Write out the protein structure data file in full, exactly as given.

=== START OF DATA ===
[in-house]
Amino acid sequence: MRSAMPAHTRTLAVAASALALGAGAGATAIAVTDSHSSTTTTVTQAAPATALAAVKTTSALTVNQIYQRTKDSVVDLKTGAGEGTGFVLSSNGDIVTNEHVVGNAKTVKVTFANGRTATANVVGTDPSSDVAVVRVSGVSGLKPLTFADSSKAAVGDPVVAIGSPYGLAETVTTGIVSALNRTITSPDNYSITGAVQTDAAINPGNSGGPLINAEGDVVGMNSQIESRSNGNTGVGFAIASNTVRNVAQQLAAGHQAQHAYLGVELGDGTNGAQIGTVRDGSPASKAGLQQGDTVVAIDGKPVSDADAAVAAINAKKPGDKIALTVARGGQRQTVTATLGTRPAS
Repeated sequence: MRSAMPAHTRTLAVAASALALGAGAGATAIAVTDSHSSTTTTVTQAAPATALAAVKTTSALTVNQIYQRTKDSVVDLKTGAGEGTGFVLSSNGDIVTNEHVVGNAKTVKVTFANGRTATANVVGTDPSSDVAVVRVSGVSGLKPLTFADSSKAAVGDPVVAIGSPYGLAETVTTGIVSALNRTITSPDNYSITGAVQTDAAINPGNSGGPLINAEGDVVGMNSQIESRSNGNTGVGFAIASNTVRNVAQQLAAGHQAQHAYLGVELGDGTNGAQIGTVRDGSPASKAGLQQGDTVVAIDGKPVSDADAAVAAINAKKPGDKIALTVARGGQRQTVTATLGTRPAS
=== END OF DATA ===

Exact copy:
[in-house]
Amino acid sequence: MRSAMPAHTRTLAVAASALALGAGAGATAIAVTDSHSSTTTTVTQAAPATALAAVKTTSALTVNQIYQRTKDSVVDLKTGAGEGTGFVLSSNGDIVTNEHVVGNAKTVKVTFANGRTATANVVGTDPSSDVAVVRVSGVSGLKPLTFADSSKAAVGDPVVAIGSPYGLAETVTTGIVSALNRTITSPDNYSITGAVQTDAAINPGNSGGPLINAEGDVVGMNSQIESRSNGNTGVGFAIASNTVRNVAQQLAAGHQAQHAYLGVELGDGTNGAQIGTVRDGSPASKAGLQQGDTVVAIDGKPVSDADAAVAAINAKKPGDKIALTVARGGQRQTVTATLGTRPAS
Repeated sequence: MRSAMPAHTRTLAVAASALALGAGAGATAIAVTDSHSSTTTTVTQAAPATALAAVKTTSALTVNQIYQRTKDSVVDLKTGAGEGTGFVLSSNGDIVTNEHVVGNAKTVKVTFANGRTATANVVGTDPSSDVAVVRVSGVSGLKPLTFADSSKAAVGDPVVAIGSPYGLAETVTTGIVSALNRTITSPDNYSITGAVQTDAAINPGNSGGPLINAEGDVVGMNSQIESRSNGNTGVGFAIASNTVRNVAQQLAAGHQAQHAYLGVELGDGTNGAQIGTVRDGSPASKAGLQQGDTVVAIDGKPVSDADAAVAAINAKKPGDKIALTVARGGQRQTVTATLGTRPAS